DHCD Acts to Preserve 63 Affordable Housing Units in Wards 4 and 8
The DC Department of Housing and Community Development has used monies from two federal programs and the Housing Production Trust Fund (HPTF) to help preserve affordable housing at the 38-unit Altamont Place apartments in Ward 8 and the 27-unit Building 25 Unity Cooperative in Ward 4.
“Another week and another win for affordable housing in DC. Our success is fueled by our ability to use tools that produce and preserve affordable housing in DC — and use them effectively,” said DHCD Director Polly Donaldson. “A winning combination of Housing Production Trust Fund dollars and Low Income Housing Tax Credits for gap financing ensures that DC residents in all eight wards have affordable places to call home.”
DHCD provided So Others Might Eat Inc. (SOME), a local nonprofit developer, with funding from two federal programs that will be used to rehabilitate Altamont Place, at 2335 Altamont Place SE. SOME received:
- $575,000 in 9 percent Low Income Housing Tax Credits (LIHTCs), which could provide more than $6 million in private equity. The LIHTC program provides tax credits to developers of new or rehabilitated rental buildings for the production of affordable housing for low- and moderate-income households at or below 60 percent of the Area Median Income (AMI).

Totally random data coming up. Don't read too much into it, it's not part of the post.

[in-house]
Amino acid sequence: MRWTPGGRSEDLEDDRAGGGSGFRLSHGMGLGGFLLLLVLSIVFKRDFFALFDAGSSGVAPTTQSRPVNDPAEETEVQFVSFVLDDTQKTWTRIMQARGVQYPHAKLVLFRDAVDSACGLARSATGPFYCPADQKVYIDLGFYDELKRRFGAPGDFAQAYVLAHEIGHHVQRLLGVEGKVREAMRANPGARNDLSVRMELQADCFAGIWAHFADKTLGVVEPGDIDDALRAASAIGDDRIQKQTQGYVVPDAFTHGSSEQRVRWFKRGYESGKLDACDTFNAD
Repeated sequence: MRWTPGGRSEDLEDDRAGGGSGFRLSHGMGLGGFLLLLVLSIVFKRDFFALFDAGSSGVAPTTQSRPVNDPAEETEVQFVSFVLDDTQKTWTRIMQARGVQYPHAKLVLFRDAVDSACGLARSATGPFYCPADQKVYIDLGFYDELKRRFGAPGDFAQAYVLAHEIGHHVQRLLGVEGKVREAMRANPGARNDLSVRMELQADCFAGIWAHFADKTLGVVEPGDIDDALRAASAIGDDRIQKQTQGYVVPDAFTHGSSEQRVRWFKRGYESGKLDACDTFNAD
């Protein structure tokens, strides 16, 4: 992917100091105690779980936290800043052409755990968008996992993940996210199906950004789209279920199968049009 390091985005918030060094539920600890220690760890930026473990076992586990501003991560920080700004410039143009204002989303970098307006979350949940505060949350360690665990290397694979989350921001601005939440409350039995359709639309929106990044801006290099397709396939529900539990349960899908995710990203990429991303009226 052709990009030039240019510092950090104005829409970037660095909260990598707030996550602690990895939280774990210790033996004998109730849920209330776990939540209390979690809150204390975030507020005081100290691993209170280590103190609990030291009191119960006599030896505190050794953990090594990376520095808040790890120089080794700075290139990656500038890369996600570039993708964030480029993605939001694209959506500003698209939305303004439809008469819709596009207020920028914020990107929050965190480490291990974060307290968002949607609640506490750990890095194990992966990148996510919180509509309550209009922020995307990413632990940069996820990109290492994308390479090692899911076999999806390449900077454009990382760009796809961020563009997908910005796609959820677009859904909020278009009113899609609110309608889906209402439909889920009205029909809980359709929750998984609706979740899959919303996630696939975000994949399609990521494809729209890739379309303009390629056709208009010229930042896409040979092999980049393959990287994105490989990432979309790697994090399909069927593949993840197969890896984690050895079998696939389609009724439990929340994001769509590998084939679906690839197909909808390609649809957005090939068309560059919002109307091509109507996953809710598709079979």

- $1.4 million in federal funding from the Neighborhood Stabilization Program (NSP3), administered by the U.S. Department of Housing and Urban Development (HUD).
The SOME project, scheduled for completion by fall 2017, will feature 36 units of permanent supportive housing and will be affordable to households earning no more than 30 percent AMI.
DHCD also provided Building 25 Unity Cooperative, at 25 Kennedy Street NW, with a $990,000 loan from the HPTF to refinance and consolidate debt from a prior loan agreement. The preservation of affordable rental units in this building has its roots in tenants invoking their right to purchase the property (and a sister building at 21 Kennedy Street NW) through the Tenant Opportunity to Purchase Act (TOPA) in 2006.
In Fiscal Year 2016, DHCD invested more than $126 million in local and federal resources to produce and preserve about 1,200 affordable housing units along with several community development projects.
Mayor Bowser recently announced an unprecedented investment of $106.3 million from the HPTF. She has committed $100 million annually to the HPTF each year of her administration—more than any city per capita in the country. A report issued by Center for Community Change shows that the District’s $100 million fund more than tripled the next highest fund amount for a U.S. city. Compared to states, DC’s trust fund is the country’s second largest.
On November 9, the mayor released a final report from the DC Housing Preservation Strike Force detailing a proactive, multi-pronged strategy for the District to use in preserving its existing supply of affordable housing. She also announced the selection of 13 projects that will produce or preserve more than 1,200 affordable housing units across the city.
Since January 2015, DHCD has produced and preserved over 2,100 affordable housing units in the District with more to come. Another 5,300 affordable housing units—capable of housing nearly 12,000 District residents—are in the development pipeline.
For more information on the District’s affordable housing investments, visit: dhcd.dc.gov.
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